PLEDGE NOW
Cornel West And Tavis Smiley On Poverty

Cornel West and Tavis Smiley join us to with a call to confront poverty in America.

Demonstrators calling for Gov. Mark Dayton to hold the line against cuts to the poor and working Minnesotans, Wednesday, June 8, 2011 in St. Paul, Minn.  (AP)

Demonstrators calling for Gov. Mark Dayton to hold the line against cuts to the poor and working Minnesotans, Wednesday, June 8, 2011 in St. Paul, Minn. (AP)

Everybody talks about the beating the American middle class has taken in the Great Recession. And it’s real. But what you really didn’t want to be in this recession is poor. Poverty has been the word politicians have scrambled to avoid as the economy keeled over.

But it is there. It is big. And a whole lot of once-middle-class families are now part of it too. Barack Obama and Mitt Romney may not want to talk much about it, but Tavis Smiley and Cornel West do. They’re raising a ruckus. Calling out a crisis.

This hour, On Point: Cornel West and Tavis Smiley on America’s poverty reality.

-Tom Ashbrook

Guests

Bradley Keoun, a reporter for Bloomberg-BusinessWeek.

Tavis Smiley, the host of the late-night television talk show Tavis Smiley on PBS and The Tavis Smiley Show from Public Radio International. He’s the co-author of the new book Rich and the Rest of Us: A Poverty Manifesto. You can find an excerpt here.

Cornel West, professor of African American Studies at Princeton University, he is the author of many works, including the 1993 bestseller Race Matters, Keeping Faith, The Future of the Race (with Henry Louis Gates Jr.), and Brother West: Living and Loving Out Loud. He’s the co-author of the new book Rich and the Rest of Us: A Poverty Manifesto. You can find an excerpt here.

From Tom’s Reading List

Huffington Post “It’s a frightening trend we discuss in the final chapter of our newly released book, The Rich & the Rest of Us. Every month since 2001, the United States has lost an average of 50,000 good-paying manufacturing jobs. Almost seven out of every ten of those lost jobs were in the construction, truck driving, warehouse or other blue-collar sectors.”

The Root “Last summer PBS talk-show host Tavis Smiley and author Cornel West embarked on an 18-city poverty tour to highlight the hardship of poor people. Despite a record number of Americans — one in two — either living below the poverty line or classified as low-income, they felt that poor people had been rendered invisible by both the government and society at large. Now, by convening a panel of experts and advocates, they’re taking another step in their mission to elevate poverty on the national agenda.”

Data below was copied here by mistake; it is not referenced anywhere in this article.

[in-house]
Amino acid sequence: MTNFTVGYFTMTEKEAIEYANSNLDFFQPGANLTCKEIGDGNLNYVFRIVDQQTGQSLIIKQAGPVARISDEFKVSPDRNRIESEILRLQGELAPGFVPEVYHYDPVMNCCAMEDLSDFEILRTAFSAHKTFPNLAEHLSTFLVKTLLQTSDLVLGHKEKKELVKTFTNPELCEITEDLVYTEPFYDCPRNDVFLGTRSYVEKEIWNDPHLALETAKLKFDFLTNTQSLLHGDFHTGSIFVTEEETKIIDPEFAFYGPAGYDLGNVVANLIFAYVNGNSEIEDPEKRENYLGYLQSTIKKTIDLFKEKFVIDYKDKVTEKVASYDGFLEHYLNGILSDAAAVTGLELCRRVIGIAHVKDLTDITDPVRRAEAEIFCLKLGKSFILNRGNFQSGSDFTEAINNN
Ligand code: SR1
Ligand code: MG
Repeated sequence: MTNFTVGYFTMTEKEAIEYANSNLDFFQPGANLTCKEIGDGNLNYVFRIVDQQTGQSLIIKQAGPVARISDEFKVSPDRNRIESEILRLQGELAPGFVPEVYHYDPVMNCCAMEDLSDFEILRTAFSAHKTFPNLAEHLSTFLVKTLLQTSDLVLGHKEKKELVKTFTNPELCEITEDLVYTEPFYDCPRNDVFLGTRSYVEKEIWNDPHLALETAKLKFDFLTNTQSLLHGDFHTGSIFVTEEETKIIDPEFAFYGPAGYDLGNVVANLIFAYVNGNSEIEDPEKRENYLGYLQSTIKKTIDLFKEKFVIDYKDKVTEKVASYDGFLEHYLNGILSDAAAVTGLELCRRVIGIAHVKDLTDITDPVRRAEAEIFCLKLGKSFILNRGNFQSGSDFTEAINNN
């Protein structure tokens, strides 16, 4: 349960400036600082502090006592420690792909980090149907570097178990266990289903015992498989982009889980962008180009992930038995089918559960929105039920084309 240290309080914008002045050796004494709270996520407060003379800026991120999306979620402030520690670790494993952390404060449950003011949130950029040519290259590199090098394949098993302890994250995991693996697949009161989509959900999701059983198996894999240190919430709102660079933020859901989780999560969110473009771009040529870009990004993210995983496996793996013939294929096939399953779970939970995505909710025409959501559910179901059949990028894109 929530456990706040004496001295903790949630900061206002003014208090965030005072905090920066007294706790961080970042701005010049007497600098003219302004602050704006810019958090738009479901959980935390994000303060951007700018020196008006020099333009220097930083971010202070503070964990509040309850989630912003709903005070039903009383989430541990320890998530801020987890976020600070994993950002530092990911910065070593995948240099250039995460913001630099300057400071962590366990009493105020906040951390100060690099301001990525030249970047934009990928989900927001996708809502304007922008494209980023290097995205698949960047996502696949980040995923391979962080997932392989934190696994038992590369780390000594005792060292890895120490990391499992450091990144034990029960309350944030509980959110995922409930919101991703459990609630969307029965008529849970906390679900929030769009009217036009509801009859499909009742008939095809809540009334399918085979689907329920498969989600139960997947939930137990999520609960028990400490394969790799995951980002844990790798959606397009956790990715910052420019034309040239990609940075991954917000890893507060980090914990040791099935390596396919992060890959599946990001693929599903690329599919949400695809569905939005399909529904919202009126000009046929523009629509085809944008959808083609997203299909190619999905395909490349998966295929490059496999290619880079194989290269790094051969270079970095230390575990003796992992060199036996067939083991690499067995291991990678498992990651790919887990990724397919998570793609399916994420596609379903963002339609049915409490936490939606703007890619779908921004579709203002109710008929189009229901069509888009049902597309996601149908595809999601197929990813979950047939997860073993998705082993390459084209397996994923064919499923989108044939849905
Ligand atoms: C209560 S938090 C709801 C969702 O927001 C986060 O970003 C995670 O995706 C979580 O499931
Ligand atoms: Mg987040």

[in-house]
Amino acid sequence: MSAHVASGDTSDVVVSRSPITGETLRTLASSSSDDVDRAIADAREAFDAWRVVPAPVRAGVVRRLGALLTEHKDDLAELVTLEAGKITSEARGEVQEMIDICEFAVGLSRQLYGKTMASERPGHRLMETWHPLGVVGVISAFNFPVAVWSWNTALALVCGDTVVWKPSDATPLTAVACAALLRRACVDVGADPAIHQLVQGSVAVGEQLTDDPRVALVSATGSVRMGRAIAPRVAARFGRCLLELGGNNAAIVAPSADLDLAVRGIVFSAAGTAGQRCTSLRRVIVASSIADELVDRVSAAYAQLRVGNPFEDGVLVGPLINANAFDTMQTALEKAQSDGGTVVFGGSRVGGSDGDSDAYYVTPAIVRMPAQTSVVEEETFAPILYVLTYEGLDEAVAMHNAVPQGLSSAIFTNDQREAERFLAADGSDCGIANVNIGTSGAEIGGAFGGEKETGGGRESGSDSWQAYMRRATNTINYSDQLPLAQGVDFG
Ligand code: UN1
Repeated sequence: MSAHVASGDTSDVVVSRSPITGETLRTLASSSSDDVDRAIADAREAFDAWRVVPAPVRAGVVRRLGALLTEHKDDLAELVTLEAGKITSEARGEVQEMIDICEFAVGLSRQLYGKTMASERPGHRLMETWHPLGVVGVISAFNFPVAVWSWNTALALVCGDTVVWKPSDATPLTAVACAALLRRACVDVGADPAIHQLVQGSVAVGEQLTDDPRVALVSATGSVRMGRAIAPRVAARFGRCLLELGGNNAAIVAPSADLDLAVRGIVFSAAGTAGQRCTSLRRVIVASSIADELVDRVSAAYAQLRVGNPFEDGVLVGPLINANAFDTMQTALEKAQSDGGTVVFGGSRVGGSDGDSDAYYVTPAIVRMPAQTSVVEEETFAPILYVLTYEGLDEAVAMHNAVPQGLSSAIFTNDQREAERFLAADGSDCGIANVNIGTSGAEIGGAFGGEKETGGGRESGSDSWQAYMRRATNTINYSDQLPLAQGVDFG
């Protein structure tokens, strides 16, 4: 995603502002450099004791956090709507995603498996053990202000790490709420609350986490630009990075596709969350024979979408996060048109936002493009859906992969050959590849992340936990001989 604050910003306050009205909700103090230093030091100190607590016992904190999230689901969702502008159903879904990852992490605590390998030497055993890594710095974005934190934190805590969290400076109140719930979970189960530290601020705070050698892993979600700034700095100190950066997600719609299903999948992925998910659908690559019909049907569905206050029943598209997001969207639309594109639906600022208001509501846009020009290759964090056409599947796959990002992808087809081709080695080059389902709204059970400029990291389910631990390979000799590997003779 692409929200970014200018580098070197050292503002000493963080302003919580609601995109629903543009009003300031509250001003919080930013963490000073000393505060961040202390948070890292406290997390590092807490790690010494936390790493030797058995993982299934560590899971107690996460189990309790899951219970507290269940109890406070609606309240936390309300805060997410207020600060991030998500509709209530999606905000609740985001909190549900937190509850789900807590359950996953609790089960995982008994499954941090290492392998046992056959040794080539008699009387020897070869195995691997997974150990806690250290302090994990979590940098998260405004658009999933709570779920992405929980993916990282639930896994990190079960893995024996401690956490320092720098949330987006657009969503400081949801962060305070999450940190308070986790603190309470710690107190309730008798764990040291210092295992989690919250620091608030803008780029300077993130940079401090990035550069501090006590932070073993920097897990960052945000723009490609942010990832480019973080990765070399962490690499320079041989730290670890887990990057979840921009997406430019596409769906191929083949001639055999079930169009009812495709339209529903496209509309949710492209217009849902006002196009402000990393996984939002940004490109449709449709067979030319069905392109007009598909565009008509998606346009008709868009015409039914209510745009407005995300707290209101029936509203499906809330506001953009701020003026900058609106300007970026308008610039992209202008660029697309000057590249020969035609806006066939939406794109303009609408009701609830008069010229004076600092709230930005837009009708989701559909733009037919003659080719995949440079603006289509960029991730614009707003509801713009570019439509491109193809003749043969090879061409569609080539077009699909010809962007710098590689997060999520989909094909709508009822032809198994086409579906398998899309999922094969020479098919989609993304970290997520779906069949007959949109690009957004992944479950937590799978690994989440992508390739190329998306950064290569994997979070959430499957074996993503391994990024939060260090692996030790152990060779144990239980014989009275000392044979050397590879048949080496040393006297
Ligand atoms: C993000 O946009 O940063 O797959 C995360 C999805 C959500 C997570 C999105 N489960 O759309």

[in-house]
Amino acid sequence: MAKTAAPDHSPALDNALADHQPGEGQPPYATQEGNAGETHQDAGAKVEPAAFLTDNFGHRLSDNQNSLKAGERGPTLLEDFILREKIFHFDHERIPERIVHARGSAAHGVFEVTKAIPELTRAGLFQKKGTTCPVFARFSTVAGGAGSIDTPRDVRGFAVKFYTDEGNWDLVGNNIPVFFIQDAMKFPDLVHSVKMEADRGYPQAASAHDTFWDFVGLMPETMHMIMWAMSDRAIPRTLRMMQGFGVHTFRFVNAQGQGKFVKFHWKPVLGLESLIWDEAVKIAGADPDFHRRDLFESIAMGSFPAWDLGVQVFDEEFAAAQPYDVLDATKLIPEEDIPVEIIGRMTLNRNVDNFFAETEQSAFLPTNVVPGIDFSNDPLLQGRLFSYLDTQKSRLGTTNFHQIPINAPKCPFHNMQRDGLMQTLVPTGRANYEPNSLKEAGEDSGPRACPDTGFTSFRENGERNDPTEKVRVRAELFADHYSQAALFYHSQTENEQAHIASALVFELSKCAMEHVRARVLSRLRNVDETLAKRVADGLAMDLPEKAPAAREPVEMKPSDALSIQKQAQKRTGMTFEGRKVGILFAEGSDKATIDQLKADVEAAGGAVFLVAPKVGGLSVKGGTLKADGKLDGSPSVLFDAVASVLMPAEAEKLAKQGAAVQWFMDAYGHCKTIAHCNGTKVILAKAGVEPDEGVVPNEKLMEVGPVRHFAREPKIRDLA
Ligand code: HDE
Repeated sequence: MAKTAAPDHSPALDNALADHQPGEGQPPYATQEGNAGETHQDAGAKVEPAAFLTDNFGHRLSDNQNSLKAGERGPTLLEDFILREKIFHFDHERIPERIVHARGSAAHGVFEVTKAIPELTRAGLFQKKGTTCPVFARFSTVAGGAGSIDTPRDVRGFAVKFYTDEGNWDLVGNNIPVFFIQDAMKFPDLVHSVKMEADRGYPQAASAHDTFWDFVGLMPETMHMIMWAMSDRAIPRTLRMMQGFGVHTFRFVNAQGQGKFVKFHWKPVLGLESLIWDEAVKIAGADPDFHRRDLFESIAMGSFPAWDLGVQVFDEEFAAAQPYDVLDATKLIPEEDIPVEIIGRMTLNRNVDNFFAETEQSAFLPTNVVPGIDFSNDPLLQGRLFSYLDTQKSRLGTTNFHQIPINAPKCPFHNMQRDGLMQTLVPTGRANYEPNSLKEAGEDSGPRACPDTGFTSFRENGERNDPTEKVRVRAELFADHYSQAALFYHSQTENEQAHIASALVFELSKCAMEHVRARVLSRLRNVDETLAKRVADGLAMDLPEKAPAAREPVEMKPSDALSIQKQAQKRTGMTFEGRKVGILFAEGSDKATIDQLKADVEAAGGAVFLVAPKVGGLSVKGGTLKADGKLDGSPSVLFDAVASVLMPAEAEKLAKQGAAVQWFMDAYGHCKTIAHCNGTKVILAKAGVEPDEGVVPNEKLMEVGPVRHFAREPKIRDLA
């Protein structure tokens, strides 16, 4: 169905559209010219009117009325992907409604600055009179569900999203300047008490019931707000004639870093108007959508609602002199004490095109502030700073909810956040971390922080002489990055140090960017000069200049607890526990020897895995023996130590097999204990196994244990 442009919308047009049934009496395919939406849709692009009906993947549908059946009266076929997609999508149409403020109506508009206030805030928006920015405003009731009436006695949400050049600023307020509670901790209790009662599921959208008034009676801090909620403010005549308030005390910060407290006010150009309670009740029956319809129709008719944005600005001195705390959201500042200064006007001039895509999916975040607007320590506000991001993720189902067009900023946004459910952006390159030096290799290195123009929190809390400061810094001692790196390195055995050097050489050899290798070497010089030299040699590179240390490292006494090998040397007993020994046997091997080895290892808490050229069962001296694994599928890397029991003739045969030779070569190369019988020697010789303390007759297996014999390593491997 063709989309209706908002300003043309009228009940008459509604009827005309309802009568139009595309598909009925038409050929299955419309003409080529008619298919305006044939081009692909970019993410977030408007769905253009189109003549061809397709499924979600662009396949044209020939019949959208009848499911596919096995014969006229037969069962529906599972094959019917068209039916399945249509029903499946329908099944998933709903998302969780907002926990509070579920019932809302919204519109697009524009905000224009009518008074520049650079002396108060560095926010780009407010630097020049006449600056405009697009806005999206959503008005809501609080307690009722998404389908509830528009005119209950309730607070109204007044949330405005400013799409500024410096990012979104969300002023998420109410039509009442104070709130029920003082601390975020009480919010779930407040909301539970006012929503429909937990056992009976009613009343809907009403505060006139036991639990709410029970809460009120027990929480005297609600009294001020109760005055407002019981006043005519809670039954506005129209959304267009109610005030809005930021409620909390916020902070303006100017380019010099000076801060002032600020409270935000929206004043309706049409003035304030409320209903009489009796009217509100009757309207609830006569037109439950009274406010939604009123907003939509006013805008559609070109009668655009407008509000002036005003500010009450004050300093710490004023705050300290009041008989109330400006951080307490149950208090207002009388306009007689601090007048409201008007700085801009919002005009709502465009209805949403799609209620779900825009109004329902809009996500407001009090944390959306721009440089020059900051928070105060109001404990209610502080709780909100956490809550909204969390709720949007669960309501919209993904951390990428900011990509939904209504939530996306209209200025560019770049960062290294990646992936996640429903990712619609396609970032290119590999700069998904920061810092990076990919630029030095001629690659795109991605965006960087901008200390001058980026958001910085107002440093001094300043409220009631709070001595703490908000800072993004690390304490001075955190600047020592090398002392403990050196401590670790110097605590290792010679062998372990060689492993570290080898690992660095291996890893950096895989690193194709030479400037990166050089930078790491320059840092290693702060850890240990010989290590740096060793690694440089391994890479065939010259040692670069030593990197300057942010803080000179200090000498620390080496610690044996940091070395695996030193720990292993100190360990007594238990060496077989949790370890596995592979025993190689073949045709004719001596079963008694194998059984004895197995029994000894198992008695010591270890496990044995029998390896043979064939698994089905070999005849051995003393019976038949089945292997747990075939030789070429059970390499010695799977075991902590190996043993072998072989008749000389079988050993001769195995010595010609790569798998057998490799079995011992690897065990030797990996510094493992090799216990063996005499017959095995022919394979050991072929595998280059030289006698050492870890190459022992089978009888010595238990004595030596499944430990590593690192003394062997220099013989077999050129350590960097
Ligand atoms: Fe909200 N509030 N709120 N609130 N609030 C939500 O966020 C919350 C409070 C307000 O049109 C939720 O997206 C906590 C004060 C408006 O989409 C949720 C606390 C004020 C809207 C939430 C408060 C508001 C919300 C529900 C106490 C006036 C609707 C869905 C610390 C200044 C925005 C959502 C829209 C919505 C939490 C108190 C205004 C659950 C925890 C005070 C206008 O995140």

The New York Times “They drive cars, but seldom new ones. They earn paychecks, but not big ones. Many own homes. Most pay taxes. Half are married, and nearly half live in the suburbs. None are poor, but many describe themselves as barely scraping by.”

Please follow our community rules when engaging in comment discussion on this site.
ONPOINT
TODAY
Jun 30, 2015
A woman uses an ATM of a closed bank in Athens, Monday, June 29, 2015. Greece's five-year financial crisis took its most dramatic turn yet, with the cabinet deciding that Greek banks would remain shut for six business days and restrictions would be imposed on cash withdrawals. (AP)

Greece closes its banks as debt negotiations reach a crisis point. We hear the latest on the debt crisis and its threat to the Eurozone.

Jun 30, 2015
In this image provided by NASA/JSC, astronauts Steven L. Smith and John M. Grunsfeld are photographed during an extravehicular activity (EVA) during the December 1999 Hubble servicing mission of STS-103, flown by Discovery. The Hubble Space Telescope, one of NASA'S crowning glories, marks its 25th anniversary on Friday, April 24, 2015.

Global plans for outer space. We’ll look around the world at who has what agendas for out there.

RECENT
SHOWS
Jun 29, 2015
Bacteria under a microscope.

Can bacteria in your gut influence your brain? Your mood? Your emotions? Top scientists say yes.

 
Jun 29, 2015
People walk on the steps of the U.S. Supreme Court in Washington on Saturday April 26, 2014. Two Supreme Court cases about police searches of cellphones without warrants present vastly different views of the ubiquitous device. Is it a critical tool for a criminal or is it an American’s virtual home? How the justices answer that question could determine the outcome of the cases being argued Tuesday, April 29, 2014. (AP)

Same-sex marriage. Obamacare. Lethal injection. Voting rights. Redistricting. A big look at the Supreme Court term.

On Point Blog
On Point Blog
Our Week In The Web: June 19, 2015
Friday, Jun 19, 2015

Why our broadcast changed in different markets this week, and a closer look at a puppet theatre vandalism in rural Norway. (Really).

More »
Comment
 
Quick Note On Rebroadcasting Today
Thursday, Jun 18, 2015

A quick note regarding today’s shifting schedule of broadcasts.

More »
2 Comments
 
How To Follow Team USA At The Women’s World Cup
Monday, Jun 15, 2015

Good news! You can watch the 2015 Women’s World Cup on basic broadcast TV. Bad news: we can’t quite predict if the American team is going to make it all the way to the July 5 championship game.

More »
2 Comments